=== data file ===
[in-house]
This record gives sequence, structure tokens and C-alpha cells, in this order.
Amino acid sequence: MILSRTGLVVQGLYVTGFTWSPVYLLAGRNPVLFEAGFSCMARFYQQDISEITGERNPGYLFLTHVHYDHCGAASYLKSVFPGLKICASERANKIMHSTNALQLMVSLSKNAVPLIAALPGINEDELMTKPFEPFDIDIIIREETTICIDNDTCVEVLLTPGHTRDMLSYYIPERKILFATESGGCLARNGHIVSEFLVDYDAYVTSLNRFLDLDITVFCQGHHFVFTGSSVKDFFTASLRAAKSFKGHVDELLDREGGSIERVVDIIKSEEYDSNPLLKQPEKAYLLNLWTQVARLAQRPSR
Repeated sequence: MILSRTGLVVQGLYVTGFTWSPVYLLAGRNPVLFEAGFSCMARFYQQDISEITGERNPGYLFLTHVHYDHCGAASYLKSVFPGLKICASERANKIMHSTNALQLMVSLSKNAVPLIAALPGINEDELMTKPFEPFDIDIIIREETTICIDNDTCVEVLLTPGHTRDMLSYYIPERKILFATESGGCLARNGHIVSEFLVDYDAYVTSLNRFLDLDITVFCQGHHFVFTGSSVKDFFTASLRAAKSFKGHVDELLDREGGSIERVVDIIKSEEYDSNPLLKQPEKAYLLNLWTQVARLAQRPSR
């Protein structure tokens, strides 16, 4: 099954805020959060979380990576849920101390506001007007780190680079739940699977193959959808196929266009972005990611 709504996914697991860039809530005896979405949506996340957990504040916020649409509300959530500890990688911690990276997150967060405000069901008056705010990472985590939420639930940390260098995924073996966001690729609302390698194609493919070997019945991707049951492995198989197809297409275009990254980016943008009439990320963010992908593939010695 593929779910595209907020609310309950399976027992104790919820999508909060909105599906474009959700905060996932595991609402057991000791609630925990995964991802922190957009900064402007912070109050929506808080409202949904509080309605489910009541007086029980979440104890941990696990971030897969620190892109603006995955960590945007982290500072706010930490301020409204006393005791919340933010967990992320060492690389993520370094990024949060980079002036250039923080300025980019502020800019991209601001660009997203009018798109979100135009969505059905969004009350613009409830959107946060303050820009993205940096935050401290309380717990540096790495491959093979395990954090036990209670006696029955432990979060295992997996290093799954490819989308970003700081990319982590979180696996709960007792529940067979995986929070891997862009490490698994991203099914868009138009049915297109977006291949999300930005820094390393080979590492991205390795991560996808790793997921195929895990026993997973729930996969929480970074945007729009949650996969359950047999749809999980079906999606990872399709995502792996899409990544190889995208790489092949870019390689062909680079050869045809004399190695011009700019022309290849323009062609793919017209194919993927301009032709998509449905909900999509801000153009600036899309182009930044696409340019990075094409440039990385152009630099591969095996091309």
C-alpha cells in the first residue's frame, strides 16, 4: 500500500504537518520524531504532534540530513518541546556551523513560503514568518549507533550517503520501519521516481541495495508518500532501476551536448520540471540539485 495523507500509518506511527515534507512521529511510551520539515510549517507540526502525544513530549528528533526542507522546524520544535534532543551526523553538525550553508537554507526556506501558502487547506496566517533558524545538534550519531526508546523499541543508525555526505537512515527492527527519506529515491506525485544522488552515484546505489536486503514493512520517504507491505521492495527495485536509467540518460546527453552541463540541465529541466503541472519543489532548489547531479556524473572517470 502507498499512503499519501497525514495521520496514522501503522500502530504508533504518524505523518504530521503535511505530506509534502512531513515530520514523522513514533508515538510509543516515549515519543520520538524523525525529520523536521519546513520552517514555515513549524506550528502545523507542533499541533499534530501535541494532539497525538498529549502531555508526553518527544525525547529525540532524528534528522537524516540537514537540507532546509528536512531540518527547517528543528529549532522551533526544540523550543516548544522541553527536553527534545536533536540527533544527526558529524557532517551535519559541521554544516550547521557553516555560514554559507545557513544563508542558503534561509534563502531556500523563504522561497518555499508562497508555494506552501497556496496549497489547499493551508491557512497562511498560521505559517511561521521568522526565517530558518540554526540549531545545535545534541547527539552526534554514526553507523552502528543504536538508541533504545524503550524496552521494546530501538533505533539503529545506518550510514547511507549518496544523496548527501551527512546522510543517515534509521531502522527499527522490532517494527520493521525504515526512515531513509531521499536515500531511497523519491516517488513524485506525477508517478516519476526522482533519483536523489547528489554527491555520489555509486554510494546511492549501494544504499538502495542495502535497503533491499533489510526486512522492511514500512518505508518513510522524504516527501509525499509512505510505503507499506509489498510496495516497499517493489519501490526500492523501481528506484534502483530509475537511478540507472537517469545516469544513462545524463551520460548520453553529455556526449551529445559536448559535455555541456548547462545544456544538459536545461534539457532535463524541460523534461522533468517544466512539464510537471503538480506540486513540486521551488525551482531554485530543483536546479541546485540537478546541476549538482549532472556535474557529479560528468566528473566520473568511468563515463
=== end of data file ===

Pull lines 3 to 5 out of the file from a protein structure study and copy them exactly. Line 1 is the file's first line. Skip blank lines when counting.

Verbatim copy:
Amino acid sequence: MILSRTGLVVQGLYVTGFTWSPVYLLAGRNPVLFEAGFSCMARFYQQDISEITGERNPGYLFLTHVHYDHCGAASYLKSVFPGLKICASERANKIMHSTNALQLMVSLSKNAVPLIAALPGINEDELMTKPFEPFDIDIIIREETTICIDNDTCVEVLLTPGHTRDMLSYYIPERKILFATESGGCLARNGHIVSEFLVDYDAYVTSLNRFLDLDITVFCQGHHFVFTGSSVKDFFTASLRAAKSFKGHVDELLDREGGSIERVVDIIKSEEYDSNPLLKQPEKAYLLNLWTQVARLAQRPSR
Repeated sequence: MILSRTGLVVQGLYVTGFTWSPVYLLAGRNPVLFEAGFSCMARFYQQDISEITGERNPGYLFLTHVHYDHCGAASYLKSVFPGLKICASERANKIMHSTNALQLMVSLSKNAVPLIAALPGINEDELMTKPFEPFDIDIIIREETTICIDNDTCVEVLLTPGHTRDMLSYYIPERKILFATESGGCLARNGHIVSEFLVDYDAYVTSLNRFLDLDITVFCQGHHFVFTGSSVKDFFTASLRAAKSFKGHVDELLDREGGSIERVVDIIKSEEYDSNPLLKQPEKAYLLNLWTQVARLAQRPSR
């Protein structure tokens, strides 16, 4: 099954805020959060979380990576849920101390506001007007780190680079739940699977193959959808196929266009972005990611 709504996914697991860039809530005896979405949506996340957990504040916020649409509300959530500890990688911690990276997150967060405000069901008056705010990472985590939420639930940390260098995924073996966001690729609302390698194609493919070997019945991707049951492995198989197809297409275009990254980016943008009439990320963010992908593939010695 593929779910595209907020609310309950399976027992104790919820999508909060909105599906474009959700905060996932595991609402057991000791609630925990995964991802922190957009900064402007912070109050929506808080409202949904509080309605489910009541007086029980979440104890941990696990971030897969620190892109603006995955960590945007982290500072706010930490301020409204006393005791919340933010967990992320060492690389993520370094990024949060980079002036250039923080300025980019502020800019991209601001660009997203009018798109979100135009969505059905969004009350613009409830959107946060303050820009993205940096935050401290309380717990540096790495491959093979395990954090036990209670006696029955432990979060295992997996290093799954490819989308970003700081990319982590979180696996709960007792529940067979995986929070891997862009490490698994991203099914868009138009049915297109977006291949999300930005820094390393080979590492991205390795991560996808790793997921195929895990026993997973729930996969929480970074945007729009949650996969359950047999749809999980079906999606990872399709995502792996899409990544190889995208790489092949870019390689062909680079050869045809004399190695011009700019022309290849323009062609793919017209194919993927301009032709998509449905909900999509801000153009600036899309182009930044696409340019990075094409440039990385152009630099591969095996091309």